As the overall healthcare delivery system places a greater emphasis on quality measurement, quality-based reimbursement, and regionalized networks such as accountable care organizations, the importance of carefully developed inter-provider patient transfer and discharge arrangements will increase. 

There will be a heightened need for agreements that apportion legal and financial responsibility for a transferred or discharged patient’s medical condition and quality outcome, address seamless access to patient records, and ensure appropriate follow-up and coordination of care.  

Providers should ensure their systems appropriately address:

  • Transfer or discharge of the incompetent patient, the mentally ill patient, the indigent/charity care patient, the out-of-state patient, the undocumented patient, the patient with limited English proficiency, the patient in late-stage pregnancy, and the newborn or pediatric patient
  • Transfer or discharge that implicates the hospital’s participation in regional EMS or trauma systems
  • Transfer among members of a health system or provider network
Federal regulation

EMTALA provisions directly impact the manner in which hospitals transfer or discharge patients presenting in the ED. Among other requirements, EMTALA mandates the hospital provide a prompt and appropriate medical screening to anyone presenting at the ED (or anywhere at the hospital in what a reasonably prudent person would understand to be an emergency medical condition). 

In the case of patients with emergency medical conditions or in active labor, the hospital must provide necessary stabilization treatment; provide appropriate transfer to another facility upon patient request (or if the hospital does not have the ability to provide treatment necessary to stabilize the patient’s condition); accept appropriate transfers of patients if the hospital has a specialized capacity that is not available at the transferring hospital and has the capacity to treat the patient; and obtain or attempt to obtain appropriate patient documentation in connection with examination, treatment, refusal of treatment, and/or transfer.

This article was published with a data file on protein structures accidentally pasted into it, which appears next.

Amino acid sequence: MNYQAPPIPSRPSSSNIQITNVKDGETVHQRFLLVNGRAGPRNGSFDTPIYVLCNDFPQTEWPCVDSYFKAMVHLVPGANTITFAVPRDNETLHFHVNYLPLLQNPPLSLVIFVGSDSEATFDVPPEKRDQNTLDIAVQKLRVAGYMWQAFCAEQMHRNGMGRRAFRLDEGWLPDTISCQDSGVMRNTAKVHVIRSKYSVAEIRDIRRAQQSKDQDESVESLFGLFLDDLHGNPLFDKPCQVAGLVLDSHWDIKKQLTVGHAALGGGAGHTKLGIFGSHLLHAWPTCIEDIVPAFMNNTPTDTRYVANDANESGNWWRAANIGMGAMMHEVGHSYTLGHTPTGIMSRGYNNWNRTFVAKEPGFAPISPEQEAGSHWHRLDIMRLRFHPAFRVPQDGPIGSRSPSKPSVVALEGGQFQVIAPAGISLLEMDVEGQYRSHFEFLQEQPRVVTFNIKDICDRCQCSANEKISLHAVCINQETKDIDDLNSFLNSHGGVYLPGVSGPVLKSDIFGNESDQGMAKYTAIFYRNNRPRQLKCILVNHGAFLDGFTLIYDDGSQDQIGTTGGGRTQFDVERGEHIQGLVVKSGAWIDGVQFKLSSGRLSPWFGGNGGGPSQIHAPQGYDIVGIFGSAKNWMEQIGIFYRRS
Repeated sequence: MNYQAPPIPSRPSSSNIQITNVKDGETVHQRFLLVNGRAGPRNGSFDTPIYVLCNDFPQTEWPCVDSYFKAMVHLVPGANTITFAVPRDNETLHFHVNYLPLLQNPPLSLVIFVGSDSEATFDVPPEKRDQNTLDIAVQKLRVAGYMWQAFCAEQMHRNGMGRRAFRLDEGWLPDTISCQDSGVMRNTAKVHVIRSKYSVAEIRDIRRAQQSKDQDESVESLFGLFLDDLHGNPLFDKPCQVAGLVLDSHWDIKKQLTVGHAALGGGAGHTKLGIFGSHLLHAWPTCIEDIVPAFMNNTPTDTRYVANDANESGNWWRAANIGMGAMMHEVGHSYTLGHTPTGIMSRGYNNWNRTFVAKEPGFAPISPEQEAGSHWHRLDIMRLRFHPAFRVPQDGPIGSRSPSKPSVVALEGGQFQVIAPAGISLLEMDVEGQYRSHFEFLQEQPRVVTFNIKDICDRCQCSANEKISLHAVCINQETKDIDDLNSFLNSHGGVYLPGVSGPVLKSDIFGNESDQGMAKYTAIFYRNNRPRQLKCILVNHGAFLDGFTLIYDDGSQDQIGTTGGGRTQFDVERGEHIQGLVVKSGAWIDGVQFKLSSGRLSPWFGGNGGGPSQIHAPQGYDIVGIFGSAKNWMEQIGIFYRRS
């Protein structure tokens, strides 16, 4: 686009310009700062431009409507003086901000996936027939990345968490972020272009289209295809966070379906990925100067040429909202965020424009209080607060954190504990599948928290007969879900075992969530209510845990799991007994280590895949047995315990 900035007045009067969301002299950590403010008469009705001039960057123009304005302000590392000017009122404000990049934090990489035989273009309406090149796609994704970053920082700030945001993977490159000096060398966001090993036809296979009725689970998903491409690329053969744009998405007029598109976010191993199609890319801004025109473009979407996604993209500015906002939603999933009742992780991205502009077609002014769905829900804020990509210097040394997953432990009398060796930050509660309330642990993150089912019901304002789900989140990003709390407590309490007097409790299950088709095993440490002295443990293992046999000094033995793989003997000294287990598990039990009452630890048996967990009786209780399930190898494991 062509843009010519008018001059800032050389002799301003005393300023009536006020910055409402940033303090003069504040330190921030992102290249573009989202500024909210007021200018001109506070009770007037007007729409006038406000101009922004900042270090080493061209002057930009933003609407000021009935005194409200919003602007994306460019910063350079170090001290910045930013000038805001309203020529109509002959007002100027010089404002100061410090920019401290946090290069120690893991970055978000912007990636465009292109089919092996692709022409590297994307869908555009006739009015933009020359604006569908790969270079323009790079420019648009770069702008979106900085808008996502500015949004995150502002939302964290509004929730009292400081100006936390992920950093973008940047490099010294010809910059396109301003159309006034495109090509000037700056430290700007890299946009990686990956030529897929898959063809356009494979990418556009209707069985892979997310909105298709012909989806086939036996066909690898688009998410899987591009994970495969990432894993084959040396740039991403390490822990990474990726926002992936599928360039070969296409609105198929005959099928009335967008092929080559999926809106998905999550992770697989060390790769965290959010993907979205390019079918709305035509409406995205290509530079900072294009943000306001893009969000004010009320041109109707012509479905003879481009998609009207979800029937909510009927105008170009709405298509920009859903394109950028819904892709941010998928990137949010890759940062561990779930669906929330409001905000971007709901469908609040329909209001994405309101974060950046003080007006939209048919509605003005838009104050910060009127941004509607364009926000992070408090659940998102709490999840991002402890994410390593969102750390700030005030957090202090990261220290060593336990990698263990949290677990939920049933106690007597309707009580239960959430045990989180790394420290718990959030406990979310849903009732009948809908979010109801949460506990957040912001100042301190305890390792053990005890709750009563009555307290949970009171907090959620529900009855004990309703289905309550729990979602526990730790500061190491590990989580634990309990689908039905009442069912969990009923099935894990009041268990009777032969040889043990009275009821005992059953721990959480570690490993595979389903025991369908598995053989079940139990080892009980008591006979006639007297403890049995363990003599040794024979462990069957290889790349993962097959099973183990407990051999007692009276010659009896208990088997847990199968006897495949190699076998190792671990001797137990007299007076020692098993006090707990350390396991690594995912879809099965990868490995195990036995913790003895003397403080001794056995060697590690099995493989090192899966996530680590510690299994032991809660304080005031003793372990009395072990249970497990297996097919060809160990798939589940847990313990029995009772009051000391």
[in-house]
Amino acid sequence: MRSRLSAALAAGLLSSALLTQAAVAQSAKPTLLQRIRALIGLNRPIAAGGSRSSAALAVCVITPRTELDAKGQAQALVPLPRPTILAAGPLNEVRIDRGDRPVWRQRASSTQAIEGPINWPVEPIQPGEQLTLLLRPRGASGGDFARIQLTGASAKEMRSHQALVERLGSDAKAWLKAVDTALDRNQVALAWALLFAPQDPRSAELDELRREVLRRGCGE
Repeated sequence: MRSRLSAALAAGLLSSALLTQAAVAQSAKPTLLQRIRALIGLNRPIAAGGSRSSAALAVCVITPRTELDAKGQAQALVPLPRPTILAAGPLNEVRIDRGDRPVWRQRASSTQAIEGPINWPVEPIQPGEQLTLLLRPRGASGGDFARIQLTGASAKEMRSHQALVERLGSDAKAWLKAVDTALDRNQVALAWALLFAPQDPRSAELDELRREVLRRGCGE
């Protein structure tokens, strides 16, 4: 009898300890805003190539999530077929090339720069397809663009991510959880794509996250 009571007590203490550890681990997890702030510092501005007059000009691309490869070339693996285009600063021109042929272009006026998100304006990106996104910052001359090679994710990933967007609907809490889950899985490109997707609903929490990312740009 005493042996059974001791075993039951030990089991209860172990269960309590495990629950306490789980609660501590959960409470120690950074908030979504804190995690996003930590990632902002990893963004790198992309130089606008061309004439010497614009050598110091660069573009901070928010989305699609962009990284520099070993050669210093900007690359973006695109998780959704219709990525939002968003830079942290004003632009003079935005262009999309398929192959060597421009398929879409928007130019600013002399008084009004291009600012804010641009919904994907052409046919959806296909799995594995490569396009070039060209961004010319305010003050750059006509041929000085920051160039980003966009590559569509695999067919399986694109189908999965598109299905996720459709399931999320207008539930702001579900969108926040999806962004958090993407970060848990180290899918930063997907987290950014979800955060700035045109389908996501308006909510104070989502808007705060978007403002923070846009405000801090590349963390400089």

EMTALA obligations generally apply to the patient in the ED. For a patient admitted to the hospital, federal Medicare conditions of participation govern hospital transfer and discharge procedures. Hospitals that participate in Medicare as “deemed status” institutions must also adhere to detailed Joint Commission accreditation standards for patient transfer and discharge policies and procedures. 

CMS requires that hospitals provide Medicare beneficiaries with certain written discharge and appeal rights notices. 

Generally, a patient must be given the document twice during his or her hospital stay. If a patient appeals the discharge decision, he or she ordinarily is not discharged during an expedited appeal process. The burden of proof is on the hospital to show the correctness of the discharge. 

When implementing standing inter-provider transfer agreements (for example, between a nursing home and a hospital or between a secondary hospital and tertiary hospital), it is important to ensure compliance with federal HIPAA requirements regarding the sharing of patient records and health information. Any such agreements should be developed in a manner that mitigates possible concerns under federal anti-kickback or anti-fraud principles—for example, by explicitly documenting the lack of agreement to cross-refer patients.

State regulation

Under state hospital licensure regulations, hospitals must develop and adhere to specific admission, discharge, and transfer policies and procedures. As is the case with the federal law that applies to Medicare beneficiaries, state hospital licensure laws typically require development of discharge plans of care and advance notice of discharge. Specialized transfer and discharge licensure requirements may apply for certain patient populations (such as mentally ill individuals, newborns, and pediatric patients).